New York --- Mohamed A. El-Erian’s day job is Chief Economic Adviser at Allianz, but he is also a key indicator – a canary -- for the financial establishment. In his latest post on Project Syndicate, “America’s Confidence Economy,” El-Erian states the obvious, namely that the financial bubble created by the election of Donald Trump is deflating.
“[S]entiment is not always an accurate gauge of actual economic developments and prospects,” he says with considerable understatement. This is a nice way of stating that the Trump bubble in US stocks is an anomaly and that markets will soon reflect the underlying fundamentals. In his public pronouncements, Mohamed El-Erian is a polite but powerful indicator of directional change in the global political economy.
That said, the near-term surge in prices for stocks and corporate bonds since last October is modest compared with the vast asset bubble encouraged by the Federal Open Market Committee (FOMC) under the Chairmanship of Janet Yellen. Going back to the turn of the 21st Century, the US economy has been lifted and nearly ruined by a series of Fed-induced financial bubbles, manic events encouraged and driven by policy actions in and omissions by our platonic guardians in Washington. Because of what policy makers have done, and what they have failed to do, to paraphrase the Penitential Act, markets have soared and plummeted, but with little or no value in economic terms resulting.
The dot.com mania was followed by the Y2K hype fest, each of which encouraged short-term investments that temporarily boosted growth, followed by a sharp decline in demand and asset valuations. Later, in the 2000s, a vast credit bubble was created in residential real estate, encouraged by the earlier acts and omissions of the Clinton White House and Congress, and fueled by hyper-low interest rates c/o the FOMC. Since 2010, a similar sized bubble has grown in commercial real estate, commodities and consumer lending, in particular auto loans, that now threatens investors, auto makers and banks with significant losses over the next several years.
Let’s recall the mini-dip recession that began at the start of 2001, when GDP change slipped into negative territory and credit losses for major US banks began to rise. By the time of the September 11, 2001 terrorist attack, the US economy was already well on its way to recession. The Federal Open Market Committee took the effective federal funds from 6% at the start of 2001 to 1.8% by the end of that terrible year.
Spurred by the 9/11 attacks, the FOMC under Ben Bernanke put the proverbial pedal to the metal. The Fed kept the effective fed funds rate below 2% until the summer of 2004, by which time the residential real estate boom and related Wall Street machinations were running wild. The fed funds rate rose to 5% by June of 2006, but not in time to prevent names like Countrywide Financial, Washington Mutual, Wachovia, Citigroup (NYSE:C) and the GSEs from failing 18 months later.
As readers of this blog will recall, in 2005 we noted that both Countrywide and WaMu were reporting negative default rates, this just as the FOMC began to try to throttle down the economic reactor. When a large bank tells you that extending credit has no or even negative cost, you know that bad things are about to happen.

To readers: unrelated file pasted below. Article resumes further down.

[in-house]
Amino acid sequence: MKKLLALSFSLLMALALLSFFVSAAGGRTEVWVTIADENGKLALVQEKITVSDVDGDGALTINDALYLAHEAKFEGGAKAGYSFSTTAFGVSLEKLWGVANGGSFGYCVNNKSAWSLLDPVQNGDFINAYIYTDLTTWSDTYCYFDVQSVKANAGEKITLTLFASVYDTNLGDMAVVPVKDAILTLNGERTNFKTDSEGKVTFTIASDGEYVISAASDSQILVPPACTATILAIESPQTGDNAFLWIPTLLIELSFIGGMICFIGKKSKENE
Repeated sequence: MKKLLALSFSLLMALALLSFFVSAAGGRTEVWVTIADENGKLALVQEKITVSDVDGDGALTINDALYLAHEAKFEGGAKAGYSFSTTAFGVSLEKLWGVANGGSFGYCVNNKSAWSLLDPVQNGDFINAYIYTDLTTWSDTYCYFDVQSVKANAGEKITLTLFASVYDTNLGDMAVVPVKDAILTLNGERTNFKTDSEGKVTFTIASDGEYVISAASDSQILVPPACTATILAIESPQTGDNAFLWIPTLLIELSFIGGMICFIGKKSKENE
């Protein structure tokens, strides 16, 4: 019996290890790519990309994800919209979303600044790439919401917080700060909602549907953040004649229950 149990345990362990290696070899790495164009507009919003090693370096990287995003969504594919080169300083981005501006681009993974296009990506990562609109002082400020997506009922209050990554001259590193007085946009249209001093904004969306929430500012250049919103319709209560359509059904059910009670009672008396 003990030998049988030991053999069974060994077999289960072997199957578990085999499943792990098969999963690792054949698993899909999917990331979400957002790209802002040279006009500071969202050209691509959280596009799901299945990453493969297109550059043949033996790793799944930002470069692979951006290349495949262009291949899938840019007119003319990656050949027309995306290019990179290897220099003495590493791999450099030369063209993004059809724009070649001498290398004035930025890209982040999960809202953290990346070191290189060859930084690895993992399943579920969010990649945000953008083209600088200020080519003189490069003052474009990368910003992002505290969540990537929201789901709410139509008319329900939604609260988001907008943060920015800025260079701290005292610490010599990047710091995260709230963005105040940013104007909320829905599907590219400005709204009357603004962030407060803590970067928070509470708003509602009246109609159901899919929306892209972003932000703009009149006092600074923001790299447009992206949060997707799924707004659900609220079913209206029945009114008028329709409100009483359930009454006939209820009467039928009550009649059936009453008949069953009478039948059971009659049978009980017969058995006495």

Big Credit Canary: Citigroup
Among large cap financials, the key crisis bellwether for those of you who read The Institutional Risk Analyst a decade ago was Citigroup. Citi is the outlier among large banks. It saw credit losses almost double during 2001 even as the rest of the large bank peer group remained relatively normal. This idiosyncratic skew in the gross credit losses of one of the largest US banks presaged the bank’s failure just six years later. The chart below illustrates that period and also suggests just how much more risky is the credit profile of Citi compared with other large banks.
Even today, the relatively elevated credit profile of Citi’s customer base is reflected in a gross loan charge-off profile that at 126bp at the end of 2016 is more than a standard deviation higher than the average for the large bank peer group. Loss given default (LGD) for Citi is almost 80%, again far higher than large cap asset peers like JPMorgan (NYSE:JPM) and Bank of America (NYSE:BAC). Indeed, Citi in credit terms is really more comparable to below-prime lenders such as CapitalOne (NYSE:COF) and HSBC (NYSE:HSBC).
The 126bp of default reported by Citi in 2016 maps out to roughly a “BB” credit profile for its portfolio, again reflecting a deliberate business model choice that has selected a below-prime business as the bank’s model. COF, by comparison, reported 265bp of gross defaults at year-end 2016, roughly a “B” credit profile. COF’s loan loss rate is more than three standard deviations above the large bank peer group with an LGD of 77%, according to the TBS Bank Monitor.
Of note, COF showed a risk-adjusted return on capital of just 1.6% at year end ‘16 while Citi reported a RAROC of 3.8%. Since the nominal cost of capital for most large banks is well into double digits, you may be wondering why these banks are still here. Indeed, most large banks don’t earn their cost of capital, either in nominal or risk adjusted terms. But it is only when you look at these banks based on RAROC that you understand that the big zombie banks are perennial value destroyers. Smaller regional and community banks, by comparison, routinely earn double digit real, risk-adjusted returns on capital.